Jun 20, 2018

Conservatives' latest plan to repeal the Affordable Care Act

A view of the U.S. Capitol. Photo: Bill Clark/CQ Roll Call

A group of conservative policy advocates has released another proposal to repeal and replace the Affordable Care Act, which has been in the works now for a few months.

The details: Policy-wise, it’s basically the same as the Graham-Cassidy repeal bill, but without dramatic cuts to traditional Medicaid. It would eliminate most of the ACA’s consumer protections/benefit mandates and convert federal subsidy funding, as well as the law’s Medicaid expansion, into block grants to the states.

Why it doesn’t matter: Republicans couldn’t repeal the ACA with 52 Senate seats; they’re unlikely to get it done now with 51.

Why it does matter: This is the manifestation of an ongoing rift within the conservative movement ahead of this year’s midterms. Most of the party seems to have moved on from health care, but some conservatives still see it as a political imperative.

What’s next: Republicans on the House Budget Committee released a proposal yesterday that calls for steep cuts to Medicare and Medicaid, including the premium support system pushed into the mainstream by outgoing Speaker Paul Ryan.

  • This, too, is a thing that’s not going to actually happen, and is only relevant — for now — to the extent it affects the midterms.

Go deeper

World coronavirus updates

Data: The Center for Systems Science and Engineering at Johns Hopkins; Map: Axios Visuals

There are no COVID-19 patients in hospital in New Zealand, which reported just 21 active cases after days of zero new infections. A top NZ health official said Tuesday he's "confident we have broken the chain of domestic transmission."

By the numbers: Almost 5.5 million people have tested positive for the novel coronavirus as of Tuesday, and more than 2.2 million have recovered. The U.S. has reported the most cases in the world (over 1.6 million from 14.9 million tests).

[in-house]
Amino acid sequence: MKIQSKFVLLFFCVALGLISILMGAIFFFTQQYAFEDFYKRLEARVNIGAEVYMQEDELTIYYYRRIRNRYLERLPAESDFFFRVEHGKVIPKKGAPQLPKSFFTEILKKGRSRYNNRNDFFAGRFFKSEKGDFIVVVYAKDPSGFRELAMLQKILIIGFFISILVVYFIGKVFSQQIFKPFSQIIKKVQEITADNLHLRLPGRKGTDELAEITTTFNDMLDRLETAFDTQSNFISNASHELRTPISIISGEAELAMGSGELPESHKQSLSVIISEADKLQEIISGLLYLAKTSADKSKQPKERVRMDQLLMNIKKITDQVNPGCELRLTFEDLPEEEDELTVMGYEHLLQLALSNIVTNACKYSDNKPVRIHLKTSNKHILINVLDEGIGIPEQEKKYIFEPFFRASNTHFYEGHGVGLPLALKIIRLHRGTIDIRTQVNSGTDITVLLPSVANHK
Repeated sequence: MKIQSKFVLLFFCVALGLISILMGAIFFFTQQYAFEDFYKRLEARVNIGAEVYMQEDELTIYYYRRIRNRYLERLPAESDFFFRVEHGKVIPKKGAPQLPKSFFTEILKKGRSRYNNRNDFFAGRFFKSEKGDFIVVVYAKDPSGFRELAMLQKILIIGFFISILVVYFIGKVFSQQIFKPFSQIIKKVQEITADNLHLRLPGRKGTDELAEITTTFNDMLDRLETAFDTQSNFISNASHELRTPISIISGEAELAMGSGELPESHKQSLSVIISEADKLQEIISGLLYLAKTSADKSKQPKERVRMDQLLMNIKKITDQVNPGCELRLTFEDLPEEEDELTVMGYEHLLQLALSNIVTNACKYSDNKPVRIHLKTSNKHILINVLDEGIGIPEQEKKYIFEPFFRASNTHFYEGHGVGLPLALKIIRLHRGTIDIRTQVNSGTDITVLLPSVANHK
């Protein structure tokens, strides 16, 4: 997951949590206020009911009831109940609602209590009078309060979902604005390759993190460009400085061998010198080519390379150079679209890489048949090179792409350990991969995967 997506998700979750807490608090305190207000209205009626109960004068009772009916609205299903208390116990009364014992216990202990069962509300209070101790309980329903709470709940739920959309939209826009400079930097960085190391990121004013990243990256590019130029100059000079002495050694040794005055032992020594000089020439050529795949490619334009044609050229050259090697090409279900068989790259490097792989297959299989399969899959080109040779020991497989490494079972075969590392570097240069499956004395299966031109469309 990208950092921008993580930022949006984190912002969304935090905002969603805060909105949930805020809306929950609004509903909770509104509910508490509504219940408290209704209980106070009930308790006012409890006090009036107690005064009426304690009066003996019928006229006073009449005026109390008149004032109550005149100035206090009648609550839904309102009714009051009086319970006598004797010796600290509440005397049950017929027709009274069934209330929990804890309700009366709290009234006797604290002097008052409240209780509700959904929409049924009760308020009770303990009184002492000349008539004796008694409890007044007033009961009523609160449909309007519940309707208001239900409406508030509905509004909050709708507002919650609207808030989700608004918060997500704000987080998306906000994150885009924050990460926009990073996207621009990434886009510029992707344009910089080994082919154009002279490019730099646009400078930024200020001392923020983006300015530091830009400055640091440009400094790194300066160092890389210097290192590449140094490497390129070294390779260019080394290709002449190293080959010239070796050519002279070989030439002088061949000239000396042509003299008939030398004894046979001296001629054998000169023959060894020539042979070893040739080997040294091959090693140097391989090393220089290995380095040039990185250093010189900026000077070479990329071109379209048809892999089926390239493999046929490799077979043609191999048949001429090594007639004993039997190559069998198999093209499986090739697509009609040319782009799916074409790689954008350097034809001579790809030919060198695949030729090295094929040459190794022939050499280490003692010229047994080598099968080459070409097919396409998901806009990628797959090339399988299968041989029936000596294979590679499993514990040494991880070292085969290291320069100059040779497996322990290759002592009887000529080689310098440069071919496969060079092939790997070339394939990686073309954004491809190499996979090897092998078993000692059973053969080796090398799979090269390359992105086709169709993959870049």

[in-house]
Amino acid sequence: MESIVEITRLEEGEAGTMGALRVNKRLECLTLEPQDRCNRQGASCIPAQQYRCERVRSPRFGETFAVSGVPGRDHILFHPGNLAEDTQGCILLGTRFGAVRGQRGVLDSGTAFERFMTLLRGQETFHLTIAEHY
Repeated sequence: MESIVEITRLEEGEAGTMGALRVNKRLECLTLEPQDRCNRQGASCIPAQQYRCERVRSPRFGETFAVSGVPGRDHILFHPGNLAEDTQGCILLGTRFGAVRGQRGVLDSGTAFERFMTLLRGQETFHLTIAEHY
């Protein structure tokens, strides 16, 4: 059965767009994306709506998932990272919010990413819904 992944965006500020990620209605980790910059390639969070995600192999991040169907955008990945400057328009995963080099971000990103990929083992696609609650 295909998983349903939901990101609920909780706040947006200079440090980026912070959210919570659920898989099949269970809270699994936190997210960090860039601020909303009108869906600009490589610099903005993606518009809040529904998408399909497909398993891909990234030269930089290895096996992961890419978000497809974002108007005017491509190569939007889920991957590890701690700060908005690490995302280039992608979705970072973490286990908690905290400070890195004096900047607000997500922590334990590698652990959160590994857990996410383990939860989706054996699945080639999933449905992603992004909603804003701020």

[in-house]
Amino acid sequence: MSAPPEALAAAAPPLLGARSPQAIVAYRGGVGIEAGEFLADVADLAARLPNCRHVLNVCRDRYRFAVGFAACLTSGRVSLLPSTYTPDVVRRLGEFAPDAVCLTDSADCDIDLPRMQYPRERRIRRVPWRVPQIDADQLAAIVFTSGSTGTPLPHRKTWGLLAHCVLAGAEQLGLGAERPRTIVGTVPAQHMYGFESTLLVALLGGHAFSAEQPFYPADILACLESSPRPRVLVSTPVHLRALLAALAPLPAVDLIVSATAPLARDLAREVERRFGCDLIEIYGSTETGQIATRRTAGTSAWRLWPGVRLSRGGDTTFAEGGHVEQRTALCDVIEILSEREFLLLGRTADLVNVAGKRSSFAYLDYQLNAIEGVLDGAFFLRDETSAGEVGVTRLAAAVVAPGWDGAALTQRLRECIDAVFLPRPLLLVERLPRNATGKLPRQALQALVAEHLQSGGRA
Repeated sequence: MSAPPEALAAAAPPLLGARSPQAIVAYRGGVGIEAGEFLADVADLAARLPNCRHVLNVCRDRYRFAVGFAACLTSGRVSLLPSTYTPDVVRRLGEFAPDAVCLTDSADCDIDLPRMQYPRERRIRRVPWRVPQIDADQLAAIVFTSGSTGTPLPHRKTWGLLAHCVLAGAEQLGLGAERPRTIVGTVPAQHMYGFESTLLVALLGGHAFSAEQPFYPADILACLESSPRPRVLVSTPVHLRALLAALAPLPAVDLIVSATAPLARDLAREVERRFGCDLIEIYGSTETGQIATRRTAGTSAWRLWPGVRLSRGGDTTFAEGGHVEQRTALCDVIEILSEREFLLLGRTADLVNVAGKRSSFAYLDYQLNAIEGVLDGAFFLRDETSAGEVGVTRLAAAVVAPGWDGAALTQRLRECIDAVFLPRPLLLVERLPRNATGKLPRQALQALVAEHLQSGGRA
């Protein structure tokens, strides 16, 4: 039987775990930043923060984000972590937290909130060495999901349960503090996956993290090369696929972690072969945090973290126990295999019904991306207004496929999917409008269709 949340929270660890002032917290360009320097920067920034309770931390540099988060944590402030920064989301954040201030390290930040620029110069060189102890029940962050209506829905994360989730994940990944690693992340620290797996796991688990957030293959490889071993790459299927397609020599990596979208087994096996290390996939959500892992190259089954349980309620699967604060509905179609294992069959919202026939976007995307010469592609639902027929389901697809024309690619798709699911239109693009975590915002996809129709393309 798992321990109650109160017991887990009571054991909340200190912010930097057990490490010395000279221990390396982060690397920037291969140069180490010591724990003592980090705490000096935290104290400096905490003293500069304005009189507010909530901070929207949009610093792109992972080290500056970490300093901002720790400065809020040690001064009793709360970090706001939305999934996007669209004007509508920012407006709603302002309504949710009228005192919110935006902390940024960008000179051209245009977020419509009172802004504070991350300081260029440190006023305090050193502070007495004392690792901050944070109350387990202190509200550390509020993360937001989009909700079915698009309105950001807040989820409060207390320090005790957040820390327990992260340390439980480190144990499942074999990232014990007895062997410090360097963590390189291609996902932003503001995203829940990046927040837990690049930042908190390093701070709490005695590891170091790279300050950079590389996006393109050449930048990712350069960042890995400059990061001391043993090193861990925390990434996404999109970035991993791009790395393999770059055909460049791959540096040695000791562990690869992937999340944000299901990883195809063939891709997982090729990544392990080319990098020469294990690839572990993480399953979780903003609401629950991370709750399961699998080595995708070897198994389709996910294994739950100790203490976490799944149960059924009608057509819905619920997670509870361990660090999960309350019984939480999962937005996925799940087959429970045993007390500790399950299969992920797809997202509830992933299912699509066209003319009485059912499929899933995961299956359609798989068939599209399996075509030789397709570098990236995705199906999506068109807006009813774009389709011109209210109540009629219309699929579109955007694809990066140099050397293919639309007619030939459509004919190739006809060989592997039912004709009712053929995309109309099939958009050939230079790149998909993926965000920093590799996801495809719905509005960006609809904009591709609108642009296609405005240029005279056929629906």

U.S. coronavirus updates

Data: The Center for Systems Science and Engineering at Johns Hopkins; Map: Andrew Witherspoon/Axios. This graphic includes "probable deaths" that New York City began reporting on April 14.

Coronavirus antibody tests are still relatively unreliable, and it's unclear if people who get the virus are immune to getting it again, the Centers for Disease Control and Prevention cautioned on Tuesday.

By the numbers: More than 98,900 people have died from COVID-19 and over 1.6 million have tested positive in the U.S. Over 384,900 Americans have recovered and more than 14.9 million tests have been conducted.

Coronavirus dashboard

Illustration: Aïda Amer/Axios

  1. Global: Total confirmed cases as of 9:30 p.m. ET: 5,588,299 — Total deaths: 350,417 — Total recoveries — 2,286,827Map.
  2. U.S.: Total confirmed cases as of 9:30 p.m. ET: 1,680,625 — Total deaths: 98,902 — Total recoveries: 384,902 — Total tested: 14,907,041Map.
  3. Federal response: DOJ investigates meatpacking industry over soaring beef pricesMike Pence's press secretary returns to work.
  4. Congress: House Republicans to sue Nancy Pelosi in effort to block proxy voting.
  5. Business: How the new workplace could leave parents behind.
  6. Tech: Twitter fact-checks Trump's tweets about mail-in voting for first timeGoogle to open offices July 6 for 10% of workers.
  7. Public health: Coronavirus antibodies could give "short-term immunity," CDC says, but more data is neededCDC releases guidance on when you can be around others after contracting the virus.
  8. What should I do? When you can be around others after contracting the coronavirus — Traveling, asthma, dishes, disinfectants and being contagiousMasks, lending books and self-isolatingExercise, laundry, what counts as soap — Pets, moving and personal healthAnswers about the virus from Axios expertsWhat to know about social distancingHow to minimize your risk.
  9. Other resources: CDC on how to avoid the virus, what to do if you get it, the right mask to wear.

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Updated 1 hour ago - Politics & Policy